Ever since a prisoner at Lee Correctional Institution in South Carolina used a smuggled cellphone to arrange the assassination of then-guard Capt. Robert Johnson in 2010, the 15-year corrections veteran has been speaking out vociferously about the epidemic of contraband in prison.
“I instantly knew this was a hit,” Johnson told The Daily Caller in a recent interview, describing that frightful day seven years ago when an assassin broke into his home to try and kill him. “I came out of the bathroom and yelled to try and draw the guy away from the bedroom ’cause my wife was in there. I drew him to me.”
It worked, and during the tussle that ensued, Johnson wound up sustaining six bullet wounds to his stomach and chest. The assassin then fled the scene, at which point the correction officer’s wife dialed 911.
“The doctor said I was literally dead when I got off the helicopter,” Johnson recalled, citing his transfer to a nearby trauma center. “Doctors thought I was going to die … They gave me 63 units of blood. They said I bled out three times and died on the operating table twice.”
But ultimately he made it through and was in fact one of the lucky ones.
Last year, a gang leader in Georgia used a smuggled cellphone to order the murder of a 9-month-old infant in retaliation for the baby’s uncle killing a fellow gang member without permission, according to Newsweek. Sadly, that hit was successful.
At a Federal Communications Commission hearing four months back, Johnson made it clear that this problem could be solved if the FCC would simply set up a universal system to block smuggled cellphones from placing calls from inside prisons.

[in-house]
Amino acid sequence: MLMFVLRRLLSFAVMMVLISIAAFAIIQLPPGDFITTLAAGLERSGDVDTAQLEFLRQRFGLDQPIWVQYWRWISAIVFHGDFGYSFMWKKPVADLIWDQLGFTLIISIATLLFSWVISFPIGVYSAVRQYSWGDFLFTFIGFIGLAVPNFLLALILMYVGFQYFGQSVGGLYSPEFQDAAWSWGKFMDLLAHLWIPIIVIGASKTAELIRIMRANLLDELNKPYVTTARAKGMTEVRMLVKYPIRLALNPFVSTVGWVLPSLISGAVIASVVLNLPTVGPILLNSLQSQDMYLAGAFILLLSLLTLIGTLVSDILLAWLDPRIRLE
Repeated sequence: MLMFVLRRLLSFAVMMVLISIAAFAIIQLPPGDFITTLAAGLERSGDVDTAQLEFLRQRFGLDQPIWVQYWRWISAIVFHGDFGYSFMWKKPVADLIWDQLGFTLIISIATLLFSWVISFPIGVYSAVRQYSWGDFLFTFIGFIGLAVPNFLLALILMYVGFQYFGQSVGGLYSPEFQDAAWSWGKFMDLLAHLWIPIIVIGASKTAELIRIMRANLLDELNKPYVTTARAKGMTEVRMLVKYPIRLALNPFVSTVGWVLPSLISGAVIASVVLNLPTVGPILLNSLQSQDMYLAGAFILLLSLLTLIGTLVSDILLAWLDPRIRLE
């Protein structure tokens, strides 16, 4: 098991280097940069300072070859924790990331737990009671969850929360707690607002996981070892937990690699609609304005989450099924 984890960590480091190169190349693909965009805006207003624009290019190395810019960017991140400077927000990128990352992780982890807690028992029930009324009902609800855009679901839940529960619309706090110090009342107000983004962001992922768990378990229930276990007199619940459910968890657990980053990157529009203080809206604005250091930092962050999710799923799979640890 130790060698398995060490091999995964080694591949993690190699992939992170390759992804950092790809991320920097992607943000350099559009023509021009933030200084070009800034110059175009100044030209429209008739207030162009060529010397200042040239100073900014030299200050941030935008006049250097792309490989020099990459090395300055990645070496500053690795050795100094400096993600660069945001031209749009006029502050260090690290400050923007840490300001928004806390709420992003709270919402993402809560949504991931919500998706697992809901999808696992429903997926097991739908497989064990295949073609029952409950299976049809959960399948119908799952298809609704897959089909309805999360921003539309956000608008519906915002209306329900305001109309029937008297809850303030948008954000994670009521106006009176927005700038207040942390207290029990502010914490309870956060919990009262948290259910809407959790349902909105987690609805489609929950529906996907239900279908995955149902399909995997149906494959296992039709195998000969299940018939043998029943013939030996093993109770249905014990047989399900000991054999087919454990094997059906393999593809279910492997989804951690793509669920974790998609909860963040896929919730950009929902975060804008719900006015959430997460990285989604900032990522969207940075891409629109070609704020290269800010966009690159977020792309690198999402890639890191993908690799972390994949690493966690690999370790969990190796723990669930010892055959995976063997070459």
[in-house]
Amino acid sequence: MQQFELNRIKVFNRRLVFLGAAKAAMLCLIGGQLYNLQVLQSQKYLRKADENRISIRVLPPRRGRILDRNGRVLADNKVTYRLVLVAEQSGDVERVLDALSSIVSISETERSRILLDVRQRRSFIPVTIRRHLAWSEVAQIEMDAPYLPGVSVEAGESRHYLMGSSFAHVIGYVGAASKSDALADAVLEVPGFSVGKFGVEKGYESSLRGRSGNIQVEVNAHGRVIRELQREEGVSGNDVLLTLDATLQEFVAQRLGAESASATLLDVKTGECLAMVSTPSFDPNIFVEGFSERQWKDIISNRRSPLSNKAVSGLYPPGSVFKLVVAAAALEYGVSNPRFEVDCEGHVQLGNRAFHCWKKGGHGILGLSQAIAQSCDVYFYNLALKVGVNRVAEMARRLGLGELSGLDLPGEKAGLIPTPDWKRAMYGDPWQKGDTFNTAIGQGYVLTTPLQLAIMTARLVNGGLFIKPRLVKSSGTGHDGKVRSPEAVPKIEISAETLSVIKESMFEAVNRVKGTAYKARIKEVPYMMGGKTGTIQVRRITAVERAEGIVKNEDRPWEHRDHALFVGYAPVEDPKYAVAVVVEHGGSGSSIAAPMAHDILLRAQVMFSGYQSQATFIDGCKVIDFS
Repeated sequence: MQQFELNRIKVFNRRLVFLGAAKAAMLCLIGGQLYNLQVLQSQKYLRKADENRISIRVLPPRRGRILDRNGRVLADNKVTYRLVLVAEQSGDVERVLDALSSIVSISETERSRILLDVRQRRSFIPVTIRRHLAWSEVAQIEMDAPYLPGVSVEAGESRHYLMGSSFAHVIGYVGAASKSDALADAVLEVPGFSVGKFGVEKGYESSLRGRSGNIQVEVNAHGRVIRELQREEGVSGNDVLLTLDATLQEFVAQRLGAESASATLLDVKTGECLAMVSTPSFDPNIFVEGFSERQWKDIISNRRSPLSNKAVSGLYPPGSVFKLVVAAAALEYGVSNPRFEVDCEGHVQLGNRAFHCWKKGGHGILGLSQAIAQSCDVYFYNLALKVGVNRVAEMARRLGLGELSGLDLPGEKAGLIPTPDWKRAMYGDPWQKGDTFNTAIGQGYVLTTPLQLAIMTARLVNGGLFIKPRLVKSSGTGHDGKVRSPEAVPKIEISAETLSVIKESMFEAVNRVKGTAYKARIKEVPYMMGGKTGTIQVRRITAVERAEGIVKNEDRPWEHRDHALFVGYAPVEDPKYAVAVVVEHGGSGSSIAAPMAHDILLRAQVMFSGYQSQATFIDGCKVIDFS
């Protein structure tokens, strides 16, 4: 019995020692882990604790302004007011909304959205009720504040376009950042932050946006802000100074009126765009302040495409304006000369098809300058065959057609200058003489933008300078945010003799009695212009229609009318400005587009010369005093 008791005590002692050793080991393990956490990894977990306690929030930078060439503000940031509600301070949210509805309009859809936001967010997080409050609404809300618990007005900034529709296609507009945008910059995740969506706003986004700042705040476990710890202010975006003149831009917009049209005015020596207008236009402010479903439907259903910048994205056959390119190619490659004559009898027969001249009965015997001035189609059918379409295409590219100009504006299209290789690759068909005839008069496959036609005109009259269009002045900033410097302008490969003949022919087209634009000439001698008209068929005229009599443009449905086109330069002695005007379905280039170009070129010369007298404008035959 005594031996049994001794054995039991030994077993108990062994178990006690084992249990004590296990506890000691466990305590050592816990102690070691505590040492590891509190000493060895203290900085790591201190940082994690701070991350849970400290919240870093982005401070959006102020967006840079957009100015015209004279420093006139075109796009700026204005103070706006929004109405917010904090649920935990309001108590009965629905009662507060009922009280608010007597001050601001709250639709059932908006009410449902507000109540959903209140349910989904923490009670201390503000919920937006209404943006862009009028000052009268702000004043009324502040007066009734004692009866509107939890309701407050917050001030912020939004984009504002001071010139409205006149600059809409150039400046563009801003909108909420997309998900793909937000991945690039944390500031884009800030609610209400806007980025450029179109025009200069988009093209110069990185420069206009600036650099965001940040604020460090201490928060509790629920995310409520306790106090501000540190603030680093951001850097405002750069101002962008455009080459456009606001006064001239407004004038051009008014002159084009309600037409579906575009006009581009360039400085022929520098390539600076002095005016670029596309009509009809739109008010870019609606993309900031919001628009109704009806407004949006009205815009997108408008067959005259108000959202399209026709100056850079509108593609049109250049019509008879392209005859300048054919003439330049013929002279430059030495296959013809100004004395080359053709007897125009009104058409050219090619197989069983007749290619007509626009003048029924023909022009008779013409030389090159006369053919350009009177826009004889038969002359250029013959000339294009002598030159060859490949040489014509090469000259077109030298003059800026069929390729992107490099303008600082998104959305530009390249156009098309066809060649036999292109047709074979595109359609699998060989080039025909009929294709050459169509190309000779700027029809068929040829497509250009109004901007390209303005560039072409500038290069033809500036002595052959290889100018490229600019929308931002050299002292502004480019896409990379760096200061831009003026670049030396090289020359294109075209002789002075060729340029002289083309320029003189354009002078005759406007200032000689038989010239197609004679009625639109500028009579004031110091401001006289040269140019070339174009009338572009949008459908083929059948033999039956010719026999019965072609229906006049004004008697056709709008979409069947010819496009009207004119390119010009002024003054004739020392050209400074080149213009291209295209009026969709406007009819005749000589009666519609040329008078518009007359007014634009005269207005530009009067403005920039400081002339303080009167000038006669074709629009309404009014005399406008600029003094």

“I am angry with this process,” Johnson testified. “This technology is available, but its use is not permitted. I firmly believe that if South Carolina Department of Corrections had been allowed to block cell phone signals, my ordeal may not have happened.”
Stories abound about the use prisoners are making of smuggled cell phones, yet the authorities appear powerless to stop it.
According to CNN, the problem lies with government over-regulation. Every time a prison wants to test and implement a cell-blocking program, it must go through an extremely taxing process that frankly discourages corrections facilities from even pursuing such programs in the first place.
Yet as of August, four months after Johnson testified at the FCC hearing, the problem still persisted.
And just last month, South Carolina Rep. Mark Sanford penned a letter to FCC chair Ajit Pai practically begging him to do something.
“You could make a real difference here,” he wrote. “In fact, there are very few things in domestic public policy that entail life and death itself. This issue does, and your actions here could literally save lives and make a profound difference.”
So what is Pai waiting for!?
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